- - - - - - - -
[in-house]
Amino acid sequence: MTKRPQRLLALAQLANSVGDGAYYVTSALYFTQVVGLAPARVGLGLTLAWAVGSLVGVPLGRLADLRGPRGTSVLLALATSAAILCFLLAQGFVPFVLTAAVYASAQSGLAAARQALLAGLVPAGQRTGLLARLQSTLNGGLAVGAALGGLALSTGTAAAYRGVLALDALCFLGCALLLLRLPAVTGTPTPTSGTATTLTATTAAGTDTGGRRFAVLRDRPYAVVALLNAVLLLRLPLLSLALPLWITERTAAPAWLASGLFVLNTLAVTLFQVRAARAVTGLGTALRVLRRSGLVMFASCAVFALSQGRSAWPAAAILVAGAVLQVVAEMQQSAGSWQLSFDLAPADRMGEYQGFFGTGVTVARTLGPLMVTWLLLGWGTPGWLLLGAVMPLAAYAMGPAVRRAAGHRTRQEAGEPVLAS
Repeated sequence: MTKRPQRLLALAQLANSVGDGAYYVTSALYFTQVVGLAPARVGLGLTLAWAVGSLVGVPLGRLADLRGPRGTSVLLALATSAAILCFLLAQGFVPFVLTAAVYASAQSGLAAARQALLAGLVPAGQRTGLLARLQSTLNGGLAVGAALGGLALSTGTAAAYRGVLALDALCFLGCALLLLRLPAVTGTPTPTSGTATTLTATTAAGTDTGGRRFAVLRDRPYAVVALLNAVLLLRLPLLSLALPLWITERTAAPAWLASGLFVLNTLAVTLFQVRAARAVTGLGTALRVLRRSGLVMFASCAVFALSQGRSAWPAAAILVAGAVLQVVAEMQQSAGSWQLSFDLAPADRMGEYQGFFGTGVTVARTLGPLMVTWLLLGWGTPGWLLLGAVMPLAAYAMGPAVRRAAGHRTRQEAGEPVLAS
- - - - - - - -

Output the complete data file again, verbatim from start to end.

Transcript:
[in-house]
Amino acid sequence: MTKRPQRLLALAQLANSVGDGAYYVTSALYFTQVVGLAPARVGLGLTLAWAVGSLVGVPLGRLADLRGPRGTSVLLALATSAAILCFLLAQGFVPFVLTAAVYASAQSGLAAARQALLAGLVPAGQRTGLLARLQSTLNGGLAVGAALGGLALSTGTAAAYRGVLALDALCFLGCALLLLRLPAVTGTPTPTSGTATTLTATTAAGTDTGGRRFAVLRDRPYAVVALLNAVLLLRLPLLSLALPLWITERTAAPAWLASGLFVLNTLAVTLFQVRAARAVTGLGTALRVLRRSGLVMFASCAVFALSQGRSAWPAAAILVAGAVLQVVAEMQQSAGSWQLSFDLAPADRMGEYQGFFGTGVTVARTLGPLMVTWLLLGWGTPGWLLLGAVMPLAAYAMGPAVRRAAGHRTRQEAGEPVLAS
Repeated sequence: MTKRPQRLLALAQLANSVGDGAYYVTSALYFTQVVGLAPARVGLGLTLAWAVGSLVGVPLGRLADLRGPRGTSVLLALATSAAILCFLLAQGFVPFVLTAAVYASAQSGLAAARQALLAGLVPAGQRTGLLARLQSTLNGGLAVGAALGGLALSTGTAAAYRGVLALDALCFLGCALLLLRLPAVTGTPTPTSGTATTLTATTAAGTDTGGRRFAVLRDRPYAVVALLNAVLLLRLPLLSLALPLWITERTAAPAWLASGLFVLNTLAVTLFQVRAARAVTGLGTALRVLRRSGLVMFASCAVFALSQGRSAWPAAAILVAGAVLQVVAEMQQSAGSWQLSFDLAPADRMGEYQGFFGTGVTVARTLGPLMVTWLLLGWGTPGWLLLGAVMPLAAYAMGPAVRRAAGHRTRQEAGEPVLAS